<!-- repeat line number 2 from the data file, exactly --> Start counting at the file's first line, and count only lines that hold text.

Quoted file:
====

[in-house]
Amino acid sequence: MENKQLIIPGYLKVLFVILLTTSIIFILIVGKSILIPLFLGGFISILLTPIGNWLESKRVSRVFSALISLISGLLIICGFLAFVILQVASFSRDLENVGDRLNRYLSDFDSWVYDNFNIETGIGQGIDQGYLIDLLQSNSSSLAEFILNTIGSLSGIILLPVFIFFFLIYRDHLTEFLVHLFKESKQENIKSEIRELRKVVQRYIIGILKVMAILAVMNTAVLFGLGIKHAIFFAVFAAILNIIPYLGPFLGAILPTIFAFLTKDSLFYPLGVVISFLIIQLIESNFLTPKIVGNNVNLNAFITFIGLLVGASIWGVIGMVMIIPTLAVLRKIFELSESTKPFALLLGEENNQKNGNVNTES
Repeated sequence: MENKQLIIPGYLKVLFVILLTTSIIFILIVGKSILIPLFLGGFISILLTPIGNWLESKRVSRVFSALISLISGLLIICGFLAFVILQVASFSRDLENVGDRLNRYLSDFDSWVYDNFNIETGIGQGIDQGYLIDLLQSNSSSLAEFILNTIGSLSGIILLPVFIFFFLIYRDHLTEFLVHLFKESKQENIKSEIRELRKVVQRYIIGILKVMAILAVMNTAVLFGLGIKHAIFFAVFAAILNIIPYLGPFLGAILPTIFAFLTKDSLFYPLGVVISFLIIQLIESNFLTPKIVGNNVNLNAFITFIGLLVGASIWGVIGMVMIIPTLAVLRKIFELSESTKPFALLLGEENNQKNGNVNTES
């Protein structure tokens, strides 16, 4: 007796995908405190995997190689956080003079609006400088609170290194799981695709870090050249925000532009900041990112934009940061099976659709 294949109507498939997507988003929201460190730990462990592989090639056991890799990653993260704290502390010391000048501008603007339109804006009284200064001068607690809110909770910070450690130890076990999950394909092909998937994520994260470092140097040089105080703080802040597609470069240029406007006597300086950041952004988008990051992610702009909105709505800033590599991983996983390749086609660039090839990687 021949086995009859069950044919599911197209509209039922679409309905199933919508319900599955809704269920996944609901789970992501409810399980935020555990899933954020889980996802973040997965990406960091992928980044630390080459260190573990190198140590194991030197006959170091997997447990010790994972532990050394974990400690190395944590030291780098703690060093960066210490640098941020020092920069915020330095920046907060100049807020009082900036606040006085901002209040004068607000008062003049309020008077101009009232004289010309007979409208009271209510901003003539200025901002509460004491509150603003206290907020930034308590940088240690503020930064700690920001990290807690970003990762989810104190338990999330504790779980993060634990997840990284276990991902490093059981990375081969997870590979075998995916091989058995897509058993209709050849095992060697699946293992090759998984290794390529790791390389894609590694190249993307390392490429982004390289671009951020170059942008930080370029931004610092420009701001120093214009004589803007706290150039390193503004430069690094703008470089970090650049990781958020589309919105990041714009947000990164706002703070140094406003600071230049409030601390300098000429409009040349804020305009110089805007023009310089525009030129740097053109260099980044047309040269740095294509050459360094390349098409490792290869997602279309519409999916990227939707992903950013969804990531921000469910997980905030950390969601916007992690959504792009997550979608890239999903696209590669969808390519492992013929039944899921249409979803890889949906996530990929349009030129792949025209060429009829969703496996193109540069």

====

Amino acid sequence: MENKQLIIPGYLKVLFVILLTTSIIFILIVGKSILIPLFLGGFISILLTPIGNWLESKRVSRVFSALISLISGLLIICGFLAFVILQVASFSRDLENVGDRLNRYLSDFDSWVYDNFNIETGIGQGIDQGYLIDLLQSNSSSLAEFILNTIGSLSGIILLPVFIFFFLIYRDHLTEFLVHLFKESKQENIKSEIRELRKVVQRYIIGILKVMAILAVMNTAVLFGLGIKHAIFFAVFAAILNIIPYLGPFLGAILPTIFAFLTKDSLFYPLGVVISFLIIQLIESNFLTPKIVGNNVNLNAFITFIGLLVGASIWGVIGMVMIIPTLAVLRKIFELSESTKPFALLLGEENNQKNGNVNTES